[Non-Cape News alert. From time to time, I may toss in some stuff that isn’t exactly from or about Cape directly. This is a story about a week where I experienced the best and the worst that the newspaper business has to offer.]
I’ve mentioned that I spent most of my life in the ink-slinging business. C.J. and Dean, two of the best photographers and nicest guys I ever worked with joined me for lunch the other day while Dean’s wife was visiting relatives in the area. We spent almost two hours reliving stories we had covered, folks we had worked with and sharing a few sober moments thinking about ones who are no longer with us.
Dean died on the job one day
Died literally. Not figuratively. Literally.
He was covering a sporting event when a wild pitch going about 70 mph clocked him right in the temple, fracturing his skull in several places.
“I dropped like a rock. I stayed awake long enough to hand the the sports writer my car keys and to ask him to secure my equipment. I recall them loading me into the ambulance and I started fading away. The last thing I remember is telling the paramedic, “We have to get going.”
They lost him at least once on the way to the hospital and had to pull off to the side of the freeway to bring him back. A buddy who saw him shortly after he arrived at the hospital said he was sprawled on a table with no one around, with tubes coming out of him. He thought he was dead and offered up a prayer, he told Dean later.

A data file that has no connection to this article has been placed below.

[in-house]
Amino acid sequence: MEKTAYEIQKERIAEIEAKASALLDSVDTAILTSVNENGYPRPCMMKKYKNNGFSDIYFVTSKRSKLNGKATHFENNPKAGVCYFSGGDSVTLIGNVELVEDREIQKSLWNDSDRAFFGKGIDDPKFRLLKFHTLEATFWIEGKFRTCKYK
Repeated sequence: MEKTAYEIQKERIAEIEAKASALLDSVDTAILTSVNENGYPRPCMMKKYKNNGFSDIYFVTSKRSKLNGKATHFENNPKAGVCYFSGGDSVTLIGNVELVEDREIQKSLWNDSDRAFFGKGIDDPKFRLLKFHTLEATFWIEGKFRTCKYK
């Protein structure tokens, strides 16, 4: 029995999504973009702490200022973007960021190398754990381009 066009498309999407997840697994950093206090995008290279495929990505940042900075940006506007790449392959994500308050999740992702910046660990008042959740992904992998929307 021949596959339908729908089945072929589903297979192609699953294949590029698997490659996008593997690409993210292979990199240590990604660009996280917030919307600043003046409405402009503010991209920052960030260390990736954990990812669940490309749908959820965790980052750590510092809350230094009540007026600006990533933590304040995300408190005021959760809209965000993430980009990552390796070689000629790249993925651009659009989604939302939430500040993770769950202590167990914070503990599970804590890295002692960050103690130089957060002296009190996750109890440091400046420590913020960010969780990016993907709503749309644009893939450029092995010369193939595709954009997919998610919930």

The original prognosis wasn’t good. Even if – and that wasn’t a given – he started to come back, the doctors predicted it would be two years or more before he could do practically anything. Four months later, Dean was back shooting pictures.
Somebody PAID us to have this much fun
When we got up to leave, I said, “You know, there aren’t a whole lot of folks who weren’t in our business who could tell stories like ours. And the neat thing is that someone PAID us to have those experiences.”
Someone asked me later if I had taken pictures of Dean and C.J.. I confessed that the thought crossed my mind, but some days you take pictures home; some days you take memories home. That was a memory day, not a picture day.
That was the highlight of the week
It didn’t take long to hit the low of the week.
Last night I went to my old paper’s web photo gallery to see if any local staffers had gone over to cover the earthquake in Haiti. I only saw one local picture, but there were some excellent photos in the collection. Hard to look at, but excellent news photos.
The advertisements next to these horrific pictures was appalling
There’s a Jet Blue ad that says, “THIS DAY JUST KEEPS GETTING BETTER” next to a father who has found his 10-month-old daughter in a pile of corpses.
A Palm Beach Post house ad has the headline “SURVIVING THE SQUEEZE” next to a photo of a pair of feet sticking out from under a collapsed hotel.
Another house ad headlined, “LOSING YOUR HOME?” runs next to a photo of the rubble of Haiti’s Presidential Palace.
The photos are graphic and not the kind of thing that I want to put here. I have screen captures of the photos and ads on this journalism site, if you want to see something embarassing.
In fairness, the photo gallery was probably put together by a third party and the ads are stuffed in at random, so it’s not a case where it’s being done deliberately. In many ways, I don’t consider that an acceptable excuse. I’m glad I got out of the business while folks who worked in newspapers actually read what we produced and were held accountable for it.